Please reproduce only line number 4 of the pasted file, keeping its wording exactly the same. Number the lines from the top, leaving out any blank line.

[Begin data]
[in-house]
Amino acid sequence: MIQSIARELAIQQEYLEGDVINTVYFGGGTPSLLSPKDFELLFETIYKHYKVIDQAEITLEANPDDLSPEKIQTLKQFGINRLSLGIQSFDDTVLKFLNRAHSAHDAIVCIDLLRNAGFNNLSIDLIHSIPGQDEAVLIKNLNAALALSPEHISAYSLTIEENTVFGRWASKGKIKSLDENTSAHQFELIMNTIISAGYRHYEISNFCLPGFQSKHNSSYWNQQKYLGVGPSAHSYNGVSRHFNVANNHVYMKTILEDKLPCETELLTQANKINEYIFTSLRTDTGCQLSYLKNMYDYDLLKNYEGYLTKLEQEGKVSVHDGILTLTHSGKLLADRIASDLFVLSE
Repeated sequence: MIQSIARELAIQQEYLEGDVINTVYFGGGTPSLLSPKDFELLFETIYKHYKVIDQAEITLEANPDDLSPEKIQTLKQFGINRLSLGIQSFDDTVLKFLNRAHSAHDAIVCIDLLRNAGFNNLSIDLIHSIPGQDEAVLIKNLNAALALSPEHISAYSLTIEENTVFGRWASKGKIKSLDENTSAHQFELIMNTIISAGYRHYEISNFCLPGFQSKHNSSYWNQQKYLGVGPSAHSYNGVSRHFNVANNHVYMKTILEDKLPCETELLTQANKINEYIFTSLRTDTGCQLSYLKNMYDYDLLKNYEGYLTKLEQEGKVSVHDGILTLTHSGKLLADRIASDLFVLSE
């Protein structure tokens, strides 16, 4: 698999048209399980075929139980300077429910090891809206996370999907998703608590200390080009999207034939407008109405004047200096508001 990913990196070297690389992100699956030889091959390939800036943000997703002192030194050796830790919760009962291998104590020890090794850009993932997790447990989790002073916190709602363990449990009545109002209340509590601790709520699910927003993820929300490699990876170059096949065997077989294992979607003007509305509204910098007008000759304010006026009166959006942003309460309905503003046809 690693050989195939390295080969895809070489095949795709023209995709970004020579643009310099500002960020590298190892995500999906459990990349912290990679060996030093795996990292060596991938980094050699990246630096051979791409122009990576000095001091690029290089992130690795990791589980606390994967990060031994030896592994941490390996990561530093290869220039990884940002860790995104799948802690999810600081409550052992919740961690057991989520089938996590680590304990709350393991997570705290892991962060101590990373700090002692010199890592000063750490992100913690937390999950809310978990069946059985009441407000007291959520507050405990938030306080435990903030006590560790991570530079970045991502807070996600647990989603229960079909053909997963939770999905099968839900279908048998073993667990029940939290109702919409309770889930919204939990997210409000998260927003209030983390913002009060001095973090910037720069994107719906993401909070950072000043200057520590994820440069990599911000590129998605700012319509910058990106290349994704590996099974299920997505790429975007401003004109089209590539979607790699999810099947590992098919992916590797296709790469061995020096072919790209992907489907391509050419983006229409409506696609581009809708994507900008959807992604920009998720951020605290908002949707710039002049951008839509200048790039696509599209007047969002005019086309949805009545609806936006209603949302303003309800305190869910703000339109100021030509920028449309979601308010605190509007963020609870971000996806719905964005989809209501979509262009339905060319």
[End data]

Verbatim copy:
């Protein structure tokens, strides 16, 4: 698999048209399980075929139980300077429910090891809206996370999907998703608590200390080009999207034939407008109405004047200096508001 990913990196070297690389992100699956030889091959390939800036943000997703002192030194050796830790919760009962291998104590020890090794850009993932997790447990989790002073916190709602363990449990009545109002209340509590601790709520699910927003993820929300490699990876170059096949065997077989294992979607003007509305509204910098007008000759304010006026009166959006942003309460309905503003046809 690693050989195939390295080969895809070489095949795709023209995709970004020579643009310099500002960020590298190892995500999906459990990349912290990679060996030093795996990292060596991938980094050699990246630096051979791409122009990576000095001091690029290089992130690795990791589980606390994967990060031994030896592994941490390996990561530093290869220039990884940002860790995104799948802690999810600081409550052992919740961690057991989520089938996590680590304990709350393991997570705290892991962060101590990373700090002692010199890592000063750490992100913690937390999950809310978990069946059985009441407000007291959520507050405990938030306080435990903030006590560790991570530079970045991502807070996600647990989603229960079909053909997963939770999905099968839900279908048998073993667990029940939290109702919409309770889930919204939990997210409000998260927003209030983390913002009060001095973090910037720069994107719906993401909070950072000043200057520590994820440069990599911000590129998605700012319509910058990106290349994704590996099974299920997505790429975007401003004109089209590539979607790699999810099947590992098919992916590797296709790469061995020096072919790209992907489907391509050419983006229409409506696609581009809708994507900008959807992604920009998720951020605290908002949707710039002049951008839509200048790039696509599209007047969002005019086309949805009545609806936006209603949302303003309800305190869910703000339109100021030509920028449309979601308010605190509007963020609870971000996806719905964005989809209501979509262009339905060319």